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Safety evaluation of the food enzyme β‐galactosidase from the genetically modified Bacillus licheniformis strain NZYM‐BT

on the Wiley Online Library


Panel members at the time of adoption

José Manuel Barat Baviera, Claudia Bolognesi, Andrew Chesson, Pier Sandro Cocconcelli, Riccardo Crebelli, David Michael Gott, Konrad Grob, Claude Lambré, Evgenia Lampi, Marcel Mengelers, Alicja Mortensen, Gilles Rivière, Inger‐Lise Steffensen, Christina Tlustos, Henk Van Loveren, Laurence Vernis and Holger Zorn.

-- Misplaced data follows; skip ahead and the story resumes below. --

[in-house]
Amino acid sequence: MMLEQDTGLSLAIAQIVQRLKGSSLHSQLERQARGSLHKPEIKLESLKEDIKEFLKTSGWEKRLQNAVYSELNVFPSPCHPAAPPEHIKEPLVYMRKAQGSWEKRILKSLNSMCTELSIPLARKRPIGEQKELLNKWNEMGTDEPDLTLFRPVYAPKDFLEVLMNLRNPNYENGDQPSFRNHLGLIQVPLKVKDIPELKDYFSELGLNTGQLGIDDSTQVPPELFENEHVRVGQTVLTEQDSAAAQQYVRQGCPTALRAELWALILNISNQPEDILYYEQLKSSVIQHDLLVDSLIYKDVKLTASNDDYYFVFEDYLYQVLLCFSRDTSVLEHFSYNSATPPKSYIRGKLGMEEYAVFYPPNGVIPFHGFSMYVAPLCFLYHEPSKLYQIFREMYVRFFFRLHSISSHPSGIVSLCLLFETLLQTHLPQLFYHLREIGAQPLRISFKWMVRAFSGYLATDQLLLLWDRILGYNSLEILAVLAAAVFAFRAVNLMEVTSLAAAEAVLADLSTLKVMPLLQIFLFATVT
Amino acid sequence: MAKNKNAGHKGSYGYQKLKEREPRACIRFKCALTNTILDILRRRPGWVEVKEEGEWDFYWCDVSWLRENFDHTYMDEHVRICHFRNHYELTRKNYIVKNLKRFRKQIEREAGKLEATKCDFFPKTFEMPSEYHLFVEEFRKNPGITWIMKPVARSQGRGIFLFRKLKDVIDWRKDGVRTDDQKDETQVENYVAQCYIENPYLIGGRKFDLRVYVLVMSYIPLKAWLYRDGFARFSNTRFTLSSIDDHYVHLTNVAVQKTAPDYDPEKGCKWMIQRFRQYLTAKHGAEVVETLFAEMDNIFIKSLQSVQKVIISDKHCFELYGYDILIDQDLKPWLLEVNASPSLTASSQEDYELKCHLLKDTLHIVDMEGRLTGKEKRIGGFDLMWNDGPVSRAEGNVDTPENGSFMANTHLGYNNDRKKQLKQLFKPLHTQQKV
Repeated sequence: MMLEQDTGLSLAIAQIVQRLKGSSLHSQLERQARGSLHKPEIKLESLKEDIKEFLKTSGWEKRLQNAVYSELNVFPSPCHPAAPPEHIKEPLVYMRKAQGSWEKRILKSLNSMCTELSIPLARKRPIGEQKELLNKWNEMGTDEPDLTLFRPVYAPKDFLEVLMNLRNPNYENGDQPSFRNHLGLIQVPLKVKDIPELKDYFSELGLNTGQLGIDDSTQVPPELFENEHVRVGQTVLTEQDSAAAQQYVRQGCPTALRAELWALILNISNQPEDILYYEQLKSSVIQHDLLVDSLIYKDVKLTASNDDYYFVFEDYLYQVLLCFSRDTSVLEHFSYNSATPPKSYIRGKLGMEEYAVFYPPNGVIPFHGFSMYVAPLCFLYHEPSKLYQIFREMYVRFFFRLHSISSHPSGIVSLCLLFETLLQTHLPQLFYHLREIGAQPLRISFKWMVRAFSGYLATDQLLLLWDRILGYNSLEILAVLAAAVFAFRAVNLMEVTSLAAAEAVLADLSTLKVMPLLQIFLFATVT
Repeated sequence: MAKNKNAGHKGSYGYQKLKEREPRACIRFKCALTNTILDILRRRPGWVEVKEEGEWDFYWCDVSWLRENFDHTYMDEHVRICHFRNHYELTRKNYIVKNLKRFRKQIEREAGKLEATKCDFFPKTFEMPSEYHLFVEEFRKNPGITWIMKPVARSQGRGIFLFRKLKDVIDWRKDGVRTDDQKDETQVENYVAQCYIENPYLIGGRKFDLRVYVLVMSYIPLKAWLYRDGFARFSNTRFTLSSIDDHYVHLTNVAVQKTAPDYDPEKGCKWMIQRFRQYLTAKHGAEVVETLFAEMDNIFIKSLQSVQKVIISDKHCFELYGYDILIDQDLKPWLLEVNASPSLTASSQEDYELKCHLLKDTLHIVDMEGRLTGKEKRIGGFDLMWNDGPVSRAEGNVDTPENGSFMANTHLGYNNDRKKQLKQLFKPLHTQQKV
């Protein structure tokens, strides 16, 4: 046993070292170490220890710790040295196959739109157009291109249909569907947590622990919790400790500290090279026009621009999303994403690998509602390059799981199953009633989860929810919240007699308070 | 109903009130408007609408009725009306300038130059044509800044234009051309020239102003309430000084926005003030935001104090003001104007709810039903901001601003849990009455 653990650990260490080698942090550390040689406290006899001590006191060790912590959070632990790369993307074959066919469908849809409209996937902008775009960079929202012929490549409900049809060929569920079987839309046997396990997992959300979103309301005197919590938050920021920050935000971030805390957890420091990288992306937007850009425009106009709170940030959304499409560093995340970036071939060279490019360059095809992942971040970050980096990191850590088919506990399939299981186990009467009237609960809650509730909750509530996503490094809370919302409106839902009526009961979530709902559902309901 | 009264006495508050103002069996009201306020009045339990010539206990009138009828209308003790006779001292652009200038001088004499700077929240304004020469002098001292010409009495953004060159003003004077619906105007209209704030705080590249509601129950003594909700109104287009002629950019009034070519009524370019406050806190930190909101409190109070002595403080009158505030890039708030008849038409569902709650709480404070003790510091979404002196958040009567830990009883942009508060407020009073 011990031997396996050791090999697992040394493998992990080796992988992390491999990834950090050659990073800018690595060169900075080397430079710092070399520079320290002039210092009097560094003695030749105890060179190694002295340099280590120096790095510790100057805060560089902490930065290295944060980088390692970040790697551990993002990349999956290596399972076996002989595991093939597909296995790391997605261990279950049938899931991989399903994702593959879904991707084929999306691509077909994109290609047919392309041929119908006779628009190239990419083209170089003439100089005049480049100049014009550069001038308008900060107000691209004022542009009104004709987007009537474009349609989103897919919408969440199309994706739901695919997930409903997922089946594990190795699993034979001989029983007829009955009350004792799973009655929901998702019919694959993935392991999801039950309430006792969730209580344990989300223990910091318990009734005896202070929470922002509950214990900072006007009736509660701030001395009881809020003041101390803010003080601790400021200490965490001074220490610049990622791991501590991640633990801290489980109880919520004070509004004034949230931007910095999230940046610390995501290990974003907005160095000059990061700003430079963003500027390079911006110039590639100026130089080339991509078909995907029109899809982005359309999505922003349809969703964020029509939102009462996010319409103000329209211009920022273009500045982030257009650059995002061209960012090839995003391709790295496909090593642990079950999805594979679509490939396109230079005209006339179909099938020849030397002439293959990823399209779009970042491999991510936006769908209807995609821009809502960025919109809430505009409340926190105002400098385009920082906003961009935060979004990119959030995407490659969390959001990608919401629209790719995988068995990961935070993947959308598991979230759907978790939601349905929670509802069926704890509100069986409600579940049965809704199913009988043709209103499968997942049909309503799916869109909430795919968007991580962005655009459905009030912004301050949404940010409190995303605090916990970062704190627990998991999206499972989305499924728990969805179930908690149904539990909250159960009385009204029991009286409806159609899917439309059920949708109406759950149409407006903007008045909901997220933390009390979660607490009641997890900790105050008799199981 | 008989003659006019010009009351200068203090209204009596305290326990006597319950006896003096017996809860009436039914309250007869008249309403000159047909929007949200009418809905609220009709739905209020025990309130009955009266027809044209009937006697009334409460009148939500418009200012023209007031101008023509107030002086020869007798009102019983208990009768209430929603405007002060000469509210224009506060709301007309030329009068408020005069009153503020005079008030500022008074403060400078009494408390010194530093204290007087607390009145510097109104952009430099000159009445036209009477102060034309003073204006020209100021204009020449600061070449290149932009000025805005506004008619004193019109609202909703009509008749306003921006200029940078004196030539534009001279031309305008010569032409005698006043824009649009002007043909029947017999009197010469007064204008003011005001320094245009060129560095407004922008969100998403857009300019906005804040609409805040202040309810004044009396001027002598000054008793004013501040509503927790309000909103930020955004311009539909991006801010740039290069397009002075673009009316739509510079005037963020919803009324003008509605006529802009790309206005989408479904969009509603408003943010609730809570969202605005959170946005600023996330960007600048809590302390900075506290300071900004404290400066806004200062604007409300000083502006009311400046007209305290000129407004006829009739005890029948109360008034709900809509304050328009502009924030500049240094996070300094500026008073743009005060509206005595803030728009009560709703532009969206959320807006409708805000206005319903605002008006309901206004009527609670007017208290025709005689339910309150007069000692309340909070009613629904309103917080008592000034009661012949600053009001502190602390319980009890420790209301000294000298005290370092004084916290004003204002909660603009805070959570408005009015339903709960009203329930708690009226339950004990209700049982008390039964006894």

The food enzyme β‐galactosidase (β‐d‐galactoside galactohydrolase; EC is produced with the genetically modified Bacillus licheniformis strain NZYM‐BT by Novozymes A/S. The genetic modifications do not give rise to safety concerns. The production strain has been shown to qualify for the qualified presumption of safety (QPS) status. The food enzyme was considered free from viable cells of the production organism and its DNA. It is intended to be used in milk processing for the hydrolysis of lactose. Based on the assumption that all selected milk and milk products are enzymatically treated, dietary exposure to the food enzyme–total organic solids (TOS) was estimated to be up to 0.34 mg TOS/kg body weight (bw) per day in European populations. Toxicological data were reported and were considered as supporting evidence of the safety of the food enzyme. Genotoxicity tests did not indicate a safety concern. The systemic toxicity was assessed by means of a repeated dose 90‐day oral toxicity study in rats. The Panel identified a no observed adverse effect level of 672 mg TOS/kg bw per day, the highest dose tested, which when compared with the estimated dietary exposure, results in a margin of exposure above 1,950. A search for similarity of the amino acid sequence of the food enzyme to known allergens was made and one match was found. The Panel considered that, under the intended conditions of use, the risk of allergic sensitisation and elicitation reactions by dietary exposure cannot be excluded, especially in individuals sensitised to galactosidase or to the matching allergen of pollen from Platanus. Based on the data provided, the Panel concluded that this food enzyme does not give rise to safety concerns under the intended conditions of use.